Why you might be more pessimistic when things are actually going well
For better or worse, what you get used to could change how you see things
Have you ever felt like things are getting worse? One study, recently published in Science magazine suggests that this may be because things are actually getting better.
Daniel Gilbert, author of Stumbling on Happiness, and a team of psychologists have found evidence for what they call "prevalence-induced concept change". What this means is that how we apply concepts changes depending on how many examples of that concept are around. In one experiment, psychologists showed subjects coloured dots on the spectrum of blue and purple. When experimenters showed fewer blue dots, subjects began to identify more of the dots from the middle of the spectrum as blue. In other words, when fewer really blue dots were there, even purple started to look blue. As prevalence decreases, the concept of blue expands.
The study found the same pattern applies to more complex phenomena than colour, such as the emotional expression of human faces and abstract ethical concepts. Consider how this might work with the concept of laziness. In army boot camp, where everyone is constantly at attention, there are relatively few examples of obvious laziness. This can make the concept of laziness expand to include behaviour that might otherwise seem normal; slouching, imperfectly made beds, scuffed boots, may all come to be seen as examples of laziness.
Gilbert et al. suggest that prevalence-induced concept change may cause unjustified pessimism, because as the prevalence of bad things decreases more things start to seem bad. The authors warn that this can be dangerous for people and organizations that set out to solve problems. Suppose I decide to improve my diet by eliminating junk food. Once I've cut out the candy and deep-fried foods, bread and ice cream may fall under suspicion. If I continue to clean up my diet, red meat and sugary fruits may be the next to go. Yet the concept of unhealthy food expands until every morsel seems potentially toxic.
On a larger scale, the authors argue that "although modern societies have made extraordinary progress in solving a wide range of social problems...the majority of people believe that the world is getting worse." Why? This might be in part due to the effect of prevalence on our concepts. Even when things get better, people will tend to perceive them as getting worse. Expanding concepts of problems mean that we are unlikely to appreciate the progress we have made towards solving them.
On the one hand, this can be a good thing. The ratcheting effect means that we can notice more and more subtle versions of the bad things we want to eliminate. In the above example, I will have an objectively healthier diet the more closely I scrutinize my food. Concept-change can motivate continued progress. However, there is also a down side. As we all know, strict diets involve sacrifices, inconveniences, and effort. At some point the costs of maintaining such a diet exceeds the benefits. Is it worth giving up ever enjoying a restaurant dinner with our family to shave off one more percent of body fat? Is the stress and pessimism that comes along with seeing even the most minor things as problems really worth it if the problems are not, objectively speaking, very serious?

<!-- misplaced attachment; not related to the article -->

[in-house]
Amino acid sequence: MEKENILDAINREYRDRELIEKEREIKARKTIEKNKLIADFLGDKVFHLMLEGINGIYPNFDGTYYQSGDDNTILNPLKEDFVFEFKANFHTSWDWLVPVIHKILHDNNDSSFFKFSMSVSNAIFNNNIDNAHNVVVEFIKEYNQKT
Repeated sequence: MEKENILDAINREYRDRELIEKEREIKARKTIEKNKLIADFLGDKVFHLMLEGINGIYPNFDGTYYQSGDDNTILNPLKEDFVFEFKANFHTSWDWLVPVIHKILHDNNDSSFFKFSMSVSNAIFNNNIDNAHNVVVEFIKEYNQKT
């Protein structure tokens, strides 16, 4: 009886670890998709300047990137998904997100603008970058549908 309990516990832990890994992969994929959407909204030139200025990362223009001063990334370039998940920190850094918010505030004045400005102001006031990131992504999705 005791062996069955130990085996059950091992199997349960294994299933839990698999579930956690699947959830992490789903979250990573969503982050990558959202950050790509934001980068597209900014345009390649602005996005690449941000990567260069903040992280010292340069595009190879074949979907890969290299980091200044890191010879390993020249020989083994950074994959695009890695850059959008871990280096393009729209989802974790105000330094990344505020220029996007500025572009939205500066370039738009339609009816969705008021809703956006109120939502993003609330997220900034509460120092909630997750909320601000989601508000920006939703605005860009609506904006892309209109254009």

According to the study, the effect also works in reverse: when prevalence rises, concepts contract to exclude ambiguous instances. When subjects were shown more blue dots, they only identified the really blue ones as blue. That means that when bad things become very common, they just won't register as very bad anymore. They start to seem normal, and we only notice the most extreme examples. Although the authors do not explicitly draw the inference, their results seem to support a"boiling frog" effect. According to fable, frogs that are put into boiling water will jump out immediately. But if they are heated slowly, they will cook to death before they notice the danger. The same metaphor has been used to describe the response to climate change or people who remain in abusive relationships. Contracting concepts may contribute to this effect.
Prevalence-induced concept change, then, poses two dangers. One is that it can make us worry too much about things that are not really that bad. It makes us pessimists in the face of improvement. The second is that it may help normalize things that ought to worry us, masking worsening problems.
How should we deal with this? One way is to link our concepts to objective measures, and to check in with those measures to help us notice if our concepts are changing. If we want to improve our diet, we should decide on our overall goals in specific terms and which foods we want to eliminate. Before expanding the don't-eat list, we should decide whether doing so serves our goals. How healthy do we want to be? Similarly, if we want to take a reasonable attitude towards something like climate change or worsening relationships, we ought to check in with objective and measurable indicators regularly to ensure that we are not walking blithely towards disaster.
However, there is nothing inherently wrong with changing concepts. Sometimes it makes sense to expand or contract our concepts as things change. When we've tackled one problem, there's no particular reason why we shouldn't move on to the next worse once. It is, however, usually worth noticing it when we do.
Clifton Mark is a former academic with more interests than make sense in academia. He writes about philosophy, psychology, politics, and pastimes. If it matters to you, his PhD is in political theory. Find him @Clifton_Mark on Twitter.